In fact, five of the driest June-to-August period for UP were recorded only in the last four decades. These included 1987 (349.3mm), 2009 (365mm), 1996 (392mm) and 2014 (394.3mm). Uttar Pradesh records an average seasonal rainfall of about 696mm. Of the monsoon season’s total rainfall, July accounts for 34 per cent followed by August – about 31 per cent. The monsoon this year has been particularly poor over Delhi, Bihar, Jharkhand, Manipur, Tripura and Gangetic West Bengal as well.

Jharkhand, which has recorded 585.6mm rainfall so far, saw its second driest June-to-August rainfall in 122 years. The driest June-to-August months for the state were in 2010, when it received 439mm rainfall. At the end of three months of the ongoing summer monsoon, Manipur emerged as the most rain-deficient state. Since June 1, Manipur has received 461mm rainfall — a deficit by 45 per cent. Delhi and Tripura ended with 31 per cent and 29 per cent rainfall deficit, respectively, as on August 31.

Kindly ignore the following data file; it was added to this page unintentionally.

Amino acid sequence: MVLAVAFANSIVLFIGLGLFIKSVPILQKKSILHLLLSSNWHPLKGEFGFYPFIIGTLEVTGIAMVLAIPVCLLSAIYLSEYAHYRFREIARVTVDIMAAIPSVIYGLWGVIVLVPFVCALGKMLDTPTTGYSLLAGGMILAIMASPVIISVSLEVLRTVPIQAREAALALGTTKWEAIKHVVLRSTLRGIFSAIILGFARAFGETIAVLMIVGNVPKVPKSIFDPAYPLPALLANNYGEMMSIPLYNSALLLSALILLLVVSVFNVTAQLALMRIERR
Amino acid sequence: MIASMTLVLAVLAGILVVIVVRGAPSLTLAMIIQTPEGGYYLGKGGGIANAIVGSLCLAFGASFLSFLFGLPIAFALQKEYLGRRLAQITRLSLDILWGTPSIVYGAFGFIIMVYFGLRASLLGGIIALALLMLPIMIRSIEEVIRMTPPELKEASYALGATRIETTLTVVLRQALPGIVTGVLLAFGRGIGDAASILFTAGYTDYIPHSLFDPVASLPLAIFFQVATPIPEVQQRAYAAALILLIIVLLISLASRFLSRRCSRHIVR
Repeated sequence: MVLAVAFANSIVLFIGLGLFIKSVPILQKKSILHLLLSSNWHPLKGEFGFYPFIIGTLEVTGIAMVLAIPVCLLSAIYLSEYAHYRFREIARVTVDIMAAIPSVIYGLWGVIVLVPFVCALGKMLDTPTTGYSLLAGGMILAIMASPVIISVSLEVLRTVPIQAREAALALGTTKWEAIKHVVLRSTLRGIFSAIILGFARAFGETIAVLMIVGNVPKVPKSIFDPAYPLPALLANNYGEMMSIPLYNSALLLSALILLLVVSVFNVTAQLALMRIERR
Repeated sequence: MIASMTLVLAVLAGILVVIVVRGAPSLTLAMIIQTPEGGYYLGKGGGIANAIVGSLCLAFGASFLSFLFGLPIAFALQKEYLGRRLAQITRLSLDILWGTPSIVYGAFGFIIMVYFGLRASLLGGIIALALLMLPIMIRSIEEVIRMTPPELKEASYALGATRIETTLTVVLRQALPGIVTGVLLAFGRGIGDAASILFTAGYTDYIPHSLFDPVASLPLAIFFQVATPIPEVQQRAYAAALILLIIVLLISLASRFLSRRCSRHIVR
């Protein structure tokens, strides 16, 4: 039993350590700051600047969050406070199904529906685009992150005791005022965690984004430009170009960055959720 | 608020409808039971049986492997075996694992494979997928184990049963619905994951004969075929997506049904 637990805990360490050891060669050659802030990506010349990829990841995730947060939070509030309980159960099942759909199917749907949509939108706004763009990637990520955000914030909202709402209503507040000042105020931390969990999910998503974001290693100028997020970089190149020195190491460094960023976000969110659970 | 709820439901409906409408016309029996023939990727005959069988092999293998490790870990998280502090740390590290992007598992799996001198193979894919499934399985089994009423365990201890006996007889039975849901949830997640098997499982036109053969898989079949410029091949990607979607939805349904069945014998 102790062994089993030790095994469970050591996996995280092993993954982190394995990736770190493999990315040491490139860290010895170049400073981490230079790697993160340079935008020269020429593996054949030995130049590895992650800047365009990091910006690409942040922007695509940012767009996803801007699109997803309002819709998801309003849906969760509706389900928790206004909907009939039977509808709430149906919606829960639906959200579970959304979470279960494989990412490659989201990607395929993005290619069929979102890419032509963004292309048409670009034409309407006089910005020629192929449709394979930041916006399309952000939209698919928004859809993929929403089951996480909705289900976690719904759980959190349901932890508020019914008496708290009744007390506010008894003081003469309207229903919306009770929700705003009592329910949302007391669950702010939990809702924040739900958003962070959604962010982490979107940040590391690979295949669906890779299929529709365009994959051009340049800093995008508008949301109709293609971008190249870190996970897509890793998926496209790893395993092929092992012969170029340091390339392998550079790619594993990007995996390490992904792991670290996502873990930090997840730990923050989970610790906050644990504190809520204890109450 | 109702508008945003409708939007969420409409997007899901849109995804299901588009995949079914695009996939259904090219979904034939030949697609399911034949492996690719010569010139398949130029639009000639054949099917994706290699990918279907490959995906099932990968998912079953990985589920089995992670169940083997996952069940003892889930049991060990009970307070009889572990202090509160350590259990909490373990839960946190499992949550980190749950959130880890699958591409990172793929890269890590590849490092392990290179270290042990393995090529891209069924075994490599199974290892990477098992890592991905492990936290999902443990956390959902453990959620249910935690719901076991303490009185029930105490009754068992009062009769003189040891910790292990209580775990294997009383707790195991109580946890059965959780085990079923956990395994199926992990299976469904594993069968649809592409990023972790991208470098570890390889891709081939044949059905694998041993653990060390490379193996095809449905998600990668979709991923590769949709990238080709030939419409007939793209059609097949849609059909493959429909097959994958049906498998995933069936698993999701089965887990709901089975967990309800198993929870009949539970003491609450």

It is also important to note that since 2019, August rainfall over UP, Jharkhand and Manipur have ended below normal. In Bihar, rainfall in August stood at 19 per cent and 17 per cent in excess during 2020 and 2021, respectively. The monsoon variability this year is stark as 30 out of the 36 states/ Union Territories have received either normal or above rainfall, as on August 31. https://indianexpress.com/article/cities/pune/uttar-pradesh-sees-driest-june-to-august-period-in-122-years-8123837/  (01 Sept. 2022)

Karnataka Bengaluru’s skies puzzle even weathermen IMD officials from across India are keen to assess and study Bengaluru’s climate, the temperature variations, the rainfall pattern, the changes and the topography. This is because while one part of Bengaluru records 15 cm rainfall, another part of the city, like the CBD records zero rainfall. The official pointed out that similar patterns are also being observed in Kodagu, where in if Bagamanadala records 21 cm rainfall, in Virajpet it is 3 cm. Such drastic difference is being reported in Bengaluru too, but not in Pune or other places similar to Bengaluru otherwise. Immediate and drastic weather patterns are being closely recorded for tabulation by the IMD and Karnataka State Disaster Management Authority (KSNDMC) observatories. https://www.newindianexpress.com/cities/bengaluru/2022/aug/31/bengalurus-skies-puzzle-even-weathermen-2493270.html  (31 Aug. 2022)